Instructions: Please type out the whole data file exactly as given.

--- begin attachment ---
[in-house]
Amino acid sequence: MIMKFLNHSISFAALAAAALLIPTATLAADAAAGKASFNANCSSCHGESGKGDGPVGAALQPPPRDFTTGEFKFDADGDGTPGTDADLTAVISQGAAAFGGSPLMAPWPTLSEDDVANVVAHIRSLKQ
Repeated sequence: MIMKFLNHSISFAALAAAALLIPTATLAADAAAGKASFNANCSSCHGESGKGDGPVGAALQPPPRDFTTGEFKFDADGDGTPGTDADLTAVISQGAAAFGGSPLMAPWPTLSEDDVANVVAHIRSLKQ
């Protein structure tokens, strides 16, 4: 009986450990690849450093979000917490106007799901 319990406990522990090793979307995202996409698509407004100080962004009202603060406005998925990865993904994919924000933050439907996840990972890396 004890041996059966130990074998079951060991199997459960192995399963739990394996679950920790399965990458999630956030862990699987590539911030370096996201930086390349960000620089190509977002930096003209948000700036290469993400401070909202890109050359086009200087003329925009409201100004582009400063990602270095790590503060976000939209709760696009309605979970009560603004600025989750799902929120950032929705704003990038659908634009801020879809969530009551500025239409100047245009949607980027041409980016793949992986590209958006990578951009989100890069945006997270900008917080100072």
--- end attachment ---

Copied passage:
[in-house]
Amino acid sequence: MIMKFLNHSISFAALAAAALLIPTATLAADAAAGKASFNANCSSCHGESGKGDGPVGAALQPPPRDFTTGEFKFDADGDGTPGTDADLTAVISQGAAAFGGSPLMAPWPTLSEDDVANVVAHIRSLKQ
Repeated sequence: MIMKFLNHSISFAALAAAALLIPTATLAADAAAGKASFNANCSSCHGESGKGDGPVGAALQPPPRDFTTGEFKFDADGDGTPGTDADLTAVISQGAAAFGGSPLMAPWPTLSEDDVANVVAHIRSLKQ
């Protein structure tokens, strides 16, 4: 009986450990690849450093979000917490106007799901 319990406990522990090793979307995202996409698509407004100080962004009202603060406005998925990865993904994919924000933050439907996840990972890396 004890041996059966130990074998079951060991199997459960192995399963739990394996679950920790399965990458999630956030862990699987590539911030370096996201930086390349960000620089190509977002930096003209948000700036290469993400401070909202890109050359086009200087003329925009409201100004582009400063990602270095790590503060976000939209709760696009309605979970009560603004600025989750799902929120950032929705704003990038659908634009801020879809969530009551500025239409100047245009949607980027041409980016793949992986590209958006990578951009989100890069945006997270900008917080100072």